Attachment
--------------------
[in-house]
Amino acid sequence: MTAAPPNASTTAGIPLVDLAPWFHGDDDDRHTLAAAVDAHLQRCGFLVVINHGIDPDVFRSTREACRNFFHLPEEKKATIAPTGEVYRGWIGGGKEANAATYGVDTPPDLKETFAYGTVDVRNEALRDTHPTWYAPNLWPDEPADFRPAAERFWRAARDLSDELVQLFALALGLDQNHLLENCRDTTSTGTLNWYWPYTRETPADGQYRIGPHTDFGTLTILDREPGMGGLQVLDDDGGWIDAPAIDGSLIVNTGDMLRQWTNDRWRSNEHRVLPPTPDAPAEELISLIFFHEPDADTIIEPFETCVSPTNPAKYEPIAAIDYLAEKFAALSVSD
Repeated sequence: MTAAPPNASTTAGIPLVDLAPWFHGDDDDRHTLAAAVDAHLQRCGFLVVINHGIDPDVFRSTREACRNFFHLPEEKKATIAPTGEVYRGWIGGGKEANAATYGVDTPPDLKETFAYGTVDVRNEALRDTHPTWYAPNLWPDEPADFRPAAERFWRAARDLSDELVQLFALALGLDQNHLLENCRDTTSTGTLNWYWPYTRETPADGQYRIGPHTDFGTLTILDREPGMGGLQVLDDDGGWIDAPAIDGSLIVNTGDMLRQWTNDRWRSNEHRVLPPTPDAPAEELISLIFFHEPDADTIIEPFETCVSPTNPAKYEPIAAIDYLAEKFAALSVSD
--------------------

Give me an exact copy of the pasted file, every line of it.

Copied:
[in-house]
Amino acid sequence: MTAAPPNASTTAGIPLVDLAPWFHGDDDDRHTLAAAVDAHLQRCGFLVVINHGIDPDVFRSTREACRNFFHLPEEKKATIAPTGEVYRGWIGGGKEANAATYGVDTPPDLKETFAYGTVDVRNEALRDTHPTWYAPNLWPDEPADFRPAAERFWRAARDLSDELVQLFALALGLDQNHLLENCRDTTSTGTLNWYWPYTRETPADGQYRIGPHTDFGTLTILDREPGMGGLQVLDDDGGWIDAPAIDGSLIVNTGDMLRQWTNDRWRSNEHRVLPPTPDAPAEELISLIFFHEPDADTIIEPFETCVSPTNPAKYEPIAAIDYLAEKFAALSVSD
Repeated sequence: MTAAPPNASTTAGIPLVDLAPWFHGDDDDRHTLAAAVDAHLQRCGFLVVINHGIDPDVFRSTREACRNFFHLPEEKKATIAPTGEVYRGWIGGGKEANAATYGVDTPPDLKETFAYGTVDVRNEALRDTHPTWYAPNLWPDEPADFRPAAERFWRAARDLSDELVQLFALALGLDQNHLLENCRDTTSTGTLNWYWPYTRETPADGQYRIGPHTDFGTLTILDREPGMGGLQVLDDDGGWIDAPAIDGSLIVNTGDMLRQWTNDRWRSNEHRVLPPTPDAPAEELISLIFFHEPDADTIIEPFETCVSPTNPAKYEPIAAIDYLAEKFAALSVSD